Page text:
This pizza at Descendant comes with two types of pepperoni, micro basil, Sicilian oregano and tomato sauce — Photo courtesy of Chris Getchell / Descendant Detroit Style Pizza
You may think you know pizza well. However, there are many different regional variations, proving that we all have a long way to go before we crown ourselves as pizza experts. If we're stuck with the tough job of researching this cheesy endeavor, so be it.
Toronto has gone bananas for Neapolitan-style pizza, making it appear that if a pizza doesn't have a blistered, 90-second crust and San Marzano tomatoes, then it's not worth eating.
But Chris Getchell, owner and proprietor of Descendant Detroit Style Pizza is more than ready to change your mind.
Leslieville has a new restaurant in town — Photo courtesy of Jeff Hurst / Descendant Detroit Style Pizza
It's not as if he grew up with this type of pizza. In fact, he used to work with Neapolitan-style pizza himself.
Getchell merely conducted personal research after reading an article about Detroit-style pizza. After ordering the pans and falling in love with the result, he found himself with a new career.
A place that can hold a lot of pizza is a good place, in our book — Photo courtesy of Jeff Hurst / Descendant Detroit Style Pizza
"I knew after I made the first one that was it," admits Getchell. "No one in Toronto was doing it."
Detroit-style pizza takes about 10 minutes to cook rather than 90 seconds. (One may think of the quote, "Sex is like pizza. Even if it's done bad, it's still good.") Getchell does agree that a lot of pizza is really good, but he argues that "nothing really differentiates one wood-fired pizza place from the rest."
"Fior di latte, buffalo milk mozzarella . . . I am taking some of the traditional stuff away while using the best ingredients possible," Getchell says.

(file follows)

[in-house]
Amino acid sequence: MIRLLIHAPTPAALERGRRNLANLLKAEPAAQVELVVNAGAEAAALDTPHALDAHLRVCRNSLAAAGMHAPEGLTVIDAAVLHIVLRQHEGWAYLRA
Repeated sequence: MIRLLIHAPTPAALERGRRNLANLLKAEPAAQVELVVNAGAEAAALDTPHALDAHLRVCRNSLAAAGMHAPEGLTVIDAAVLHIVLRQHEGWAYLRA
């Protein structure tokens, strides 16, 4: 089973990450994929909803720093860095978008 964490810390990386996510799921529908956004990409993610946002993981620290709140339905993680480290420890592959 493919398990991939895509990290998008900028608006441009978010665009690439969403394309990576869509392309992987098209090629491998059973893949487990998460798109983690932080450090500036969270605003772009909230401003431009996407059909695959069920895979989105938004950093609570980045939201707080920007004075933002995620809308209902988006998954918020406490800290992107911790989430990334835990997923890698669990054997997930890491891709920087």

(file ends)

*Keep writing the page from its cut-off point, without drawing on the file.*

Pepperoni with house ranch sauce — Photo courtesy of Chris Getchell / Descendant Detroit Style Pizza
If you like your pizza circular, this is immediately going to get interesting. Detroit-style pizza is square.
The original pans were used in the automotive industry, because the Detroit pizza-makers found that it was as close as they could get to the Italian style of pizza.
In fact, that's how Getchell coined the name of his first pizzeria:
"Detroit is a descendant of the Sicilian-style pizza. It's light and airy," he states, as if constantly in the business of building hunger.
We may never eat round again — Photo courtesy of Chris Getchell / Descendant Detroit Style Pizza
Some describe Detroit-style pizza as "deep dish," but don't say that to Getchell.
"I don't care for that because it sounds heavy," he says. "What I'm doing is different. It is not dense at all."
If you still feel a sense of loyalty to your pie, then Getchell challenges you to take a very low-risk move.
"Everybody loves it," he claims. "Crunchy cheese around the edge and fresh ingredients? There is nothing not to love. People are blown away by it. "
You had us at "crunchy cheese."
With the deeper pans, there's ample room for cheese — Photo courtesy of Chris Getchell / Descendant Detroit Style Pizza